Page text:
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http://inspirationbygod.net/firet/91 1. A Big Window. One of my biggest dreams for any home that I get to live in in the future is to have floor-to-ceiling Frank Lloyd Wright-inspired windows. The most luxurious of homes inhibit these attributes. With clear windows and a clear view, I get caught up staring at the sky and daydreaming. It may not be beneficial when in class, but it always helped my mind stay active when thinking of stories and brainstorming things I could write about. The more I get to see, the more creative I can be.

http://eraadaservices.com/sectors/ 2. A Big Closet. I’d like to call myself a Closet Curator. Any fashion-centric female could agree with me on this, but no matter how big or small the space, I insist on dedicating a lot of it to my apparel display. By the time I reach post-grad status, I may have to pick and choose my favorite pieces, but I want to show off my pro-Parisian style. It may not be Carrie Bradshaw’s walk-in wardrobe, but a rolling rack of clothes I’ve curated will look just as chic standing next to the sunset shining against the window.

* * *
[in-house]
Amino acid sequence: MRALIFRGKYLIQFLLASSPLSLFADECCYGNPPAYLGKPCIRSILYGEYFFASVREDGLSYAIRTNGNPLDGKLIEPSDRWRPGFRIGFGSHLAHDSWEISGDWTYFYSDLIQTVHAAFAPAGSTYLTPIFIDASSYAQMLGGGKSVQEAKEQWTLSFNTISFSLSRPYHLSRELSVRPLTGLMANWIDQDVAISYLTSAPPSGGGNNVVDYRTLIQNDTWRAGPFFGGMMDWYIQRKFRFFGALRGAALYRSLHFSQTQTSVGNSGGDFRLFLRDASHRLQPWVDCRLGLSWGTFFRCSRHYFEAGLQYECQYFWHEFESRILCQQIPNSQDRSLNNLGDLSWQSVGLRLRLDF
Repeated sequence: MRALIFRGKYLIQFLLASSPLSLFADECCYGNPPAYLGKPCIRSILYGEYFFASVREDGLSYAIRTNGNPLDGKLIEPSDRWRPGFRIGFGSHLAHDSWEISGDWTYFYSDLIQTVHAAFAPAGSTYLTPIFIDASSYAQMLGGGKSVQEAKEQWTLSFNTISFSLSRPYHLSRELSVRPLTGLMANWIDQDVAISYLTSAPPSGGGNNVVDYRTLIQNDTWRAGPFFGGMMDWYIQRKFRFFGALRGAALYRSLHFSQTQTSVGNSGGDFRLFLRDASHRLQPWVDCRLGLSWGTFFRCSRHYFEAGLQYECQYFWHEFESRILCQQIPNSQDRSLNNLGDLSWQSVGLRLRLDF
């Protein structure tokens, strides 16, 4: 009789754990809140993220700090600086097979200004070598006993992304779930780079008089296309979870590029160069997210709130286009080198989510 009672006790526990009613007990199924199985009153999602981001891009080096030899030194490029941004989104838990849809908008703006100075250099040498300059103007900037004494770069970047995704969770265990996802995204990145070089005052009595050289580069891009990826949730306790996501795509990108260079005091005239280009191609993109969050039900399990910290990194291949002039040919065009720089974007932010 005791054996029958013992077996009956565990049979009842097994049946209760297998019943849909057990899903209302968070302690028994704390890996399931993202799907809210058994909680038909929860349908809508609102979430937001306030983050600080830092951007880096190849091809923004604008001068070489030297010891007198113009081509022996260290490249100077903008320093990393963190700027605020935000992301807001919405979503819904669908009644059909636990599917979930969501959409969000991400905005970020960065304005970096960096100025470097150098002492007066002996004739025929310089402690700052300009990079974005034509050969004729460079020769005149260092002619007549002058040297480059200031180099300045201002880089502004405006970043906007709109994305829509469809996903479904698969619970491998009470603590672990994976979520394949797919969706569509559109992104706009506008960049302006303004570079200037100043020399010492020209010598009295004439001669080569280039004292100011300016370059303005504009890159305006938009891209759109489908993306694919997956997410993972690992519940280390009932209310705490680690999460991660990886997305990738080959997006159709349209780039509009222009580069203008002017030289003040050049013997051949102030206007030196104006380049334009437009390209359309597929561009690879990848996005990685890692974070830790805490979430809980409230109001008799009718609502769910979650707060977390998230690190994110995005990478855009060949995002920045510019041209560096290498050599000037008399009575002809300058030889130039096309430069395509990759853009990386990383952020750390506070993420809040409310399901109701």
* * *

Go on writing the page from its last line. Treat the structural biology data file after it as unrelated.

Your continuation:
http://www.domenicanedisansisto.org/web/nichuya/1306 3. A Big Desk. In The Catcher In The Rye, Holden was pleasantly surprised to find his younger sister in her bedroom, writing on a desk that took up most of the space. This description in the novel has resonated with me since I read it my sophomore year of high school and has since influenced the way that I refurnished my bedroom in New Jersey and, for absolute certain, will influence the way I decorate my future apartment. I identify myself as a writer. I sprawl material across my desk, from scribbled notebooks to multicolored pens to business cards. I envision my desk to be the defining piece of my apartment and definitely an important symbol of my adulthood, my story, and my career.

My dream desk? Glass, in front of my life-size window, and a sheepskin chair to seat me. I can picture all the other little details, too: a monogrammed mug filled to the rim with a skim latté (I would say it’s green tea, but it’s not nice to lie), my laptop open on one side, my iMac and bluetooth keyboard on the other, and a vanity set filled with pens and business cards I’ve accumulated over the years. And maybe a mini chandelier lamp.